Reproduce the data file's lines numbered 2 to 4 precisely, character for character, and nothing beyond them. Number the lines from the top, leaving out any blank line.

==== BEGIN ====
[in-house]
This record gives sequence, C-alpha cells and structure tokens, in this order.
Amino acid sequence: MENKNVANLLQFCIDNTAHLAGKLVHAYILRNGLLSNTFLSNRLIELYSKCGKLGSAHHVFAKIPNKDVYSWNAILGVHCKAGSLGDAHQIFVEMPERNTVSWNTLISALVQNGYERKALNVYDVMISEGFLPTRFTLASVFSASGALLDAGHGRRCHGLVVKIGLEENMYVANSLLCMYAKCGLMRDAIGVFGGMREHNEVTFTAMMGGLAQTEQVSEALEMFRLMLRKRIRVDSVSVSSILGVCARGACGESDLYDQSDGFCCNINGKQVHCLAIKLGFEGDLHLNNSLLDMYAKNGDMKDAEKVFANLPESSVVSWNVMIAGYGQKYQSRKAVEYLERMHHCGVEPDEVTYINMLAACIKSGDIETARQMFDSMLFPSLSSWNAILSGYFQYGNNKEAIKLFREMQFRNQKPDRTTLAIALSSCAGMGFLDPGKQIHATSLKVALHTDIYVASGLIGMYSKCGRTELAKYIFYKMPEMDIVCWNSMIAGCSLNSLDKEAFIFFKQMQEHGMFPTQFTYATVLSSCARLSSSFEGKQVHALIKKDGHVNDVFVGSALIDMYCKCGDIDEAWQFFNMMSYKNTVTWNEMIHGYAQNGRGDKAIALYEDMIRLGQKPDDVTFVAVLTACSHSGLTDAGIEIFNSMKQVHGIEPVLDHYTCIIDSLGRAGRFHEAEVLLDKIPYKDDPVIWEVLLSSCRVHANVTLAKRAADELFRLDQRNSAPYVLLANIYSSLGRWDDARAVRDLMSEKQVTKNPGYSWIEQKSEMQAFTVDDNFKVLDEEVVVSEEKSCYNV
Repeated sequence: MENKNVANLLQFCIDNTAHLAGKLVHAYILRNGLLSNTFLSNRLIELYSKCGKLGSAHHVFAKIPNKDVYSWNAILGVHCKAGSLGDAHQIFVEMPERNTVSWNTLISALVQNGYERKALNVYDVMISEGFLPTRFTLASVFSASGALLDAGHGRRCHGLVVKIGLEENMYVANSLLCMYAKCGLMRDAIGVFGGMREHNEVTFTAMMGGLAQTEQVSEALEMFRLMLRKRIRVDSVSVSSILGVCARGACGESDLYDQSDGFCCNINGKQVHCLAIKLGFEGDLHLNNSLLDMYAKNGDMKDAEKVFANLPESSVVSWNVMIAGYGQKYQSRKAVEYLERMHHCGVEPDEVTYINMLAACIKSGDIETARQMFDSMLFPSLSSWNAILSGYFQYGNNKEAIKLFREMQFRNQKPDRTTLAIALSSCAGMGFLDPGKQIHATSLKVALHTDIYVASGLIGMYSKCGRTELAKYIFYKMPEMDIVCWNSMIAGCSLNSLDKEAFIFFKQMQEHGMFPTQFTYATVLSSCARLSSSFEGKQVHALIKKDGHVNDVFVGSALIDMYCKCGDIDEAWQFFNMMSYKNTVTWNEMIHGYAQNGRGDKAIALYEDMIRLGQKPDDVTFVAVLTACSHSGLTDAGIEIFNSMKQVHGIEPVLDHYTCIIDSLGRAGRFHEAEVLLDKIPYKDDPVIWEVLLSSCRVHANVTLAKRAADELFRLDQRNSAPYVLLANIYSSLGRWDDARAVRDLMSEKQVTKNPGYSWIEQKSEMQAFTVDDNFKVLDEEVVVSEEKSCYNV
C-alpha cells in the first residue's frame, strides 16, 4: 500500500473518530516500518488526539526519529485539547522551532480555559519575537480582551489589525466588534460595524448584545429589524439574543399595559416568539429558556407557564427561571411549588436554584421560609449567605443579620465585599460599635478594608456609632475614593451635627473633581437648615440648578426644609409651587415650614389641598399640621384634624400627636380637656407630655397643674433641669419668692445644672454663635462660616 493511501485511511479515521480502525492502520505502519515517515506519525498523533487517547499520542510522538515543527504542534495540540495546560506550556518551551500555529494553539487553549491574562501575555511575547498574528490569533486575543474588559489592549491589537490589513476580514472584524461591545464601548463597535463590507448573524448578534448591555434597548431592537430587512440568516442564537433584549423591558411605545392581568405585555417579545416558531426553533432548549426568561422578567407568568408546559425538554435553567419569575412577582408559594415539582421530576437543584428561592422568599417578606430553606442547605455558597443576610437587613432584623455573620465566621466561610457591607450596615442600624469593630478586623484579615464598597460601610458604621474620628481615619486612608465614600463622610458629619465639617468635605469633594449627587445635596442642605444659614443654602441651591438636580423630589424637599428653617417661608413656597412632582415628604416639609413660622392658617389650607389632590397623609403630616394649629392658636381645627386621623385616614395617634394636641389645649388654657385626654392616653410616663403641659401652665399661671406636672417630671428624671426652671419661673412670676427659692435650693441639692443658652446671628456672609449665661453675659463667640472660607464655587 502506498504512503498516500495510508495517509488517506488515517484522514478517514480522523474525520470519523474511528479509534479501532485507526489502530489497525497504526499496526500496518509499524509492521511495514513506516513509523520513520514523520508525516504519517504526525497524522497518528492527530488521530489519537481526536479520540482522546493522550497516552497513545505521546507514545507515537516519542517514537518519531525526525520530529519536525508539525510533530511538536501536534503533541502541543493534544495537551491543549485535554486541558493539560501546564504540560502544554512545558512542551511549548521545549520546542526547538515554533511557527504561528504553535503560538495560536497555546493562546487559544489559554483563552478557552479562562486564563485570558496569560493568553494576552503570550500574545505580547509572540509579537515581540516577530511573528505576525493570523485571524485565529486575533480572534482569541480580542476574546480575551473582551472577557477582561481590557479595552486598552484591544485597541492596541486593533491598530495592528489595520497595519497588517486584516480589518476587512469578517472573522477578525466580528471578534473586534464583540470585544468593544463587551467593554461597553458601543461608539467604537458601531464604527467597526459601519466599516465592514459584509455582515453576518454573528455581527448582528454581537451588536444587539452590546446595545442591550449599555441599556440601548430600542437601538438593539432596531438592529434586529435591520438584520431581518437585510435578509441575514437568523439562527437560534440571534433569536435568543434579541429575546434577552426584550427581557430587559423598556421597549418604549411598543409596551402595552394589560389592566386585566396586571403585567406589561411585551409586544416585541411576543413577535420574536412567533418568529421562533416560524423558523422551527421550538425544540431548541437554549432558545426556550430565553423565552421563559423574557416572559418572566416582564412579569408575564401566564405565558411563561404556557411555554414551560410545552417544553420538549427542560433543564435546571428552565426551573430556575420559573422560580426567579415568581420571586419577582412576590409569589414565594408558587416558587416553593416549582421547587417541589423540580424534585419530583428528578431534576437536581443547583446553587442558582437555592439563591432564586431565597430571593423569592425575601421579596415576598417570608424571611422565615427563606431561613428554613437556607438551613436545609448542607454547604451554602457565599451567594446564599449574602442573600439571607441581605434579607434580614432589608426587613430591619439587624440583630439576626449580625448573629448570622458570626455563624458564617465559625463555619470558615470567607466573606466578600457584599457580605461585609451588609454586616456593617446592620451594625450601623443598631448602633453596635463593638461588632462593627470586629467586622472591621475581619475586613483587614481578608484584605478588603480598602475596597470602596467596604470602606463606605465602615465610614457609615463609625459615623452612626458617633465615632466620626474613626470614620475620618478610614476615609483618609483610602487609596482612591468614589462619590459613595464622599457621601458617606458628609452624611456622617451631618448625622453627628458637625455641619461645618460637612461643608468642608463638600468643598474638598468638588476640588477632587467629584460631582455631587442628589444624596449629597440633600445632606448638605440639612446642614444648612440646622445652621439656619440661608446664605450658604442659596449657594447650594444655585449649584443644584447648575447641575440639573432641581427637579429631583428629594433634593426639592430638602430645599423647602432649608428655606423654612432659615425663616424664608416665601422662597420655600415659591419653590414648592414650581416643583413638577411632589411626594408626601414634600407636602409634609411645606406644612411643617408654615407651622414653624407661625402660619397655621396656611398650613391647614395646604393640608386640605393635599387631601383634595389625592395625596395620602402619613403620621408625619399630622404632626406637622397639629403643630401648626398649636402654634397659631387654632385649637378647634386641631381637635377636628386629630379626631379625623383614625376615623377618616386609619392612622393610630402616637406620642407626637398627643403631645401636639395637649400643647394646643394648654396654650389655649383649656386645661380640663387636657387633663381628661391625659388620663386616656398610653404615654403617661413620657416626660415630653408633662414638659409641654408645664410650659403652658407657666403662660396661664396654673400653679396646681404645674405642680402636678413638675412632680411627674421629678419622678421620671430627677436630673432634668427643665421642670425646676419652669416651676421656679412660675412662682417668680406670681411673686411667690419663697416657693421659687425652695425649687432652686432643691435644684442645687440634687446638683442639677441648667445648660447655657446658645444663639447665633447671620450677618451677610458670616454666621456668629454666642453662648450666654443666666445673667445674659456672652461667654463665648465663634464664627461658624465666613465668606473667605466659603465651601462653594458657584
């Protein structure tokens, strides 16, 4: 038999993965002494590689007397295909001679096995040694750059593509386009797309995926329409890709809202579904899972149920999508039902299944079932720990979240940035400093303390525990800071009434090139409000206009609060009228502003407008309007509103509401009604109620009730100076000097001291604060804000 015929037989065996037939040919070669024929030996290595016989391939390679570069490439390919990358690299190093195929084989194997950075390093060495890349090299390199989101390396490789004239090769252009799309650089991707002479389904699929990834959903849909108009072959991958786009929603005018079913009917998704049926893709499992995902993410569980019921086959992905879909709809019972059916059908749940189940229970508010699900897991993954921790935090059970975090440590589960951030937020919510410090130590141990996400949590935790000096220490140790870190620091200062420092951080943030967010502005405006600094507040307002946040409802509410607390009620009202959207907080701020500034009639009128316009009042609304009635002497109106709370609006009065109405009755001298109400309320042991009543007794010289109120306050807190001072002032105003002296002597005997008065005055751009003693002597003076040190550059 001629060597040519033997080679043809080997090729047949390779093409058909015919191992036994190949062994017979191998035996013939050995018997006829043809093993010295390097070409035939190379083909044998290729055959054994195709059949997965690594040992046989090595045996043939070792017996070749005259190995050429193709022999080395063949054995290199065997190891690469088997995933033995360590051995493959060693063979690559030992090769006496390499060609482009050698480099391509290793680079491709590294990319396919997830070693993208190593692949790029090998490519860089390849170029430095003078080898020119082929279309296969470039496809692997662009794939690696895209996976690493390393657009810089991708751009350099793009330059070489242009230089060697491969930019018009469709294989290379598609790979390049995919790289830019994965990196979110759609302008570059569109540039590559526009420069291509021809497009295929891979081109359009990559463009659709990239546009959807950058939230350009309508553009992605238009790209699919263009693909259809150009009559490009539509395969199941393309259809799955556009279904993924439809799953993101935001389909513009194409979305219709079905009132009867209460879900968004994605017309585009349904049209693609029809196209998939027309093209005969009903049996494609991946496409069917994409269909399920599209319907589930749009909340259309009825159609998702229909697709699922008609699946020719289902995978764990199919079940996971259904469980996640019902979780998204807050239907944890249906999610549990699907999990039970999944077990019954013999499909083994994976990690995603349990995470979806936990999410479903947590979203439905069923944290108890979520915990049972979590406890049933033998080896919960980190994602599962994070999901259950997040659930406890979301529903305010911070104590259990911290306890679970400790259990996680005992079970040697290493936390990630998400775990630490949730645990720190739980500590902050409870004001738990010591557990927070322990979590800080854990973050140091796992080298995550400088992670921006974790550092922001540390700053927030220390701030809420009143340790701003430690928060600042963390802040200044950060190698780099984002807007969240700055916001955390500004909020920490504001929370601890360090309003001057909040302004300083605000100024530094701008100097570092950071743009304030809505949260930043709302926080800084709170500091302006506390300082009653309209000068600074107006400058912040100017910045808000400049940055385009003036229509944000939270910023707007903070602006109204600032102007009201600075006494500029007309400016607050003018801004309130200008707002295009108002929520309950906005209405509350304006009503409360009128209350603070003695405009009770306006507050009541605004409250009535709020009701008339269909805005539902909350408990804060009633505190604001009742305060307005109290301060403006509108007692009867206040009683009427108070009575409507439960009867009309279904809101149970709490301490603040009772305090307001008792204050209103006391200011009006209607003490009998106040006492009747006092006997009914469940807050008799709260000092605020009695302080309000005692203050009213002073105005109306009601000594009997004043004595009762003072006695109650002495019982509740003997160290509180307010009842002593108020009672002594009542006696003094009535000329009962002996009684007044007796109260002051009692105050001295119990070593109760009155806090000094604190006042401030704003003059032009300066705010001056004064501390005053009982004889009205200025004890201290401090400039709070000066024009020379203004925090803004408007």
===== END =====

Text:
This record gives sequence, C-alpha cells and structure tokens, in this order.
Amino acid sequence: MENKNVANLLQFCIDNTAHLAGKLVHAYILRNGLLSNTFLSNRLIELYSKCGKLGSAHHVFAKIPNKDVYSWNAILGVHCKAGSLGDAHQIFVEMPERNTVSWNTLISALVQNGYERKALNVYDVMISEGFLPTRFTLASVFSASGALLDAGHGRRCHGLVVKIGLEENMYVANSLLCMYAKCGLMRDAIGVFGGMREHNEVTFTAMMGGLAQTEQVSEALEMFRLMLRKRIRVDSVSVSSILGVCARGACGESDLYDQSDGFCCNINGKQVHCLAIKLGFEGDLHLNNSLLDMYAKNGDMKDAEKVFANLPESSVVSWNVMIAGYGQKYQSRKAVEYLERMHHCGVEPDEVTYINMLAACIKSGDIETARQMFDSMLFPSLSSWNAILSGYFQYGNNKEAIKLFREMQFRNQKPDRTTLAIALSSCAGMGFLDPGKQIHATSLKVALHTDIYVASGLIGMYSKCGRTELAKYIFYKMPEMDIVCWNSMIAGCSLNSLDKEAFIFFKQMQEHGMFPTQFTYATVLSSCARLSSSFEGKQVHALIKKDGHVNDVFVGSALIDMYCKCGDIDEAWQFFNMMSYKNTVTWNEMIHGYAQNGRGDKAIALYEDMIRLGQKPDDVTFVAVLTACSHSGLTDAGIEIFNSMKQVHGIEPVLDHYTCIIDSLGRAGRFHEAEVLLDKIPYKDDPVIWEVLLSSCRVHANVTLAKRAADELFRLDQRNSAPYVLLANIYSSLGRWDDARAVRDLMSEKQVTKNPGYSWIEQKSEMQAFTVDDNFKVLDEEVVVSEEKSCYNV
Repeated sequence: MENKNVANLLQFCIDNTAHLAGKLVHAYILRNGLLSNTFLSNRLIELYSKCGKLGSAHHVFAKIPNKDVYSWNAILGVHCKAGSLGDAHQIFVEMPERNTVSWNTLISALVQNGYERKALNVYDVMISEGFLPTRFTLASVFSASGALLDAGHGRRCHGLVVKIGLEENMYVANSLLCMYAKCGLMRDAIGVFGGMREHNEVTFTAMMGGLAQTEQVSEALEMFRLMLRKRIRVDSVSVSSILGVCARGACGESDLYDQSDGFCCNINGKQVHCLAIKLGFEGDLHLNNSLLDMYAKNGDMKDAEKVFANLPESSVVSWNVMIAGYGQKYQSRKAVEYLERMHHCGVEPDEVTYINMLAACIKSGDIETARQMFDSMLFPSLSSWNAILSGYFQYGNNKEAIKLFREMQFRNQKPDRTTLAIALSSCAGMGFLDPGKQIHATSLKVALHTDIYVASGLIGMYSKCGRTELAKYIFYKMPEMDIVCWNSMIAGCSLNSLDKEAFIFFKQMQEHGMFPTQFTYATVLSSCARLSSSFEGKQVHALIKKDGHVNDVFVGSALIDMYCKCGDIDEAWQFFNMMSYKNTVTWNEMIHGYAQNGRGDKAIALYEDMIRLGQKPDDVTFVAVLTACSHSGLTDAGIEIFNSMKQVHGIEPVLDHYTCIIDSLGRAGRFHEAEVLLDKIPYKDDPVIWEVLLSSCRVHANVTLAKRAADELFRLDQRNSAPYVLLANIYSSLGRWDDARAVRDLMSEKQVTKNPGYSWIEQKSEMQAFTVDDNFKVLDEEVVVSEEKSCYNV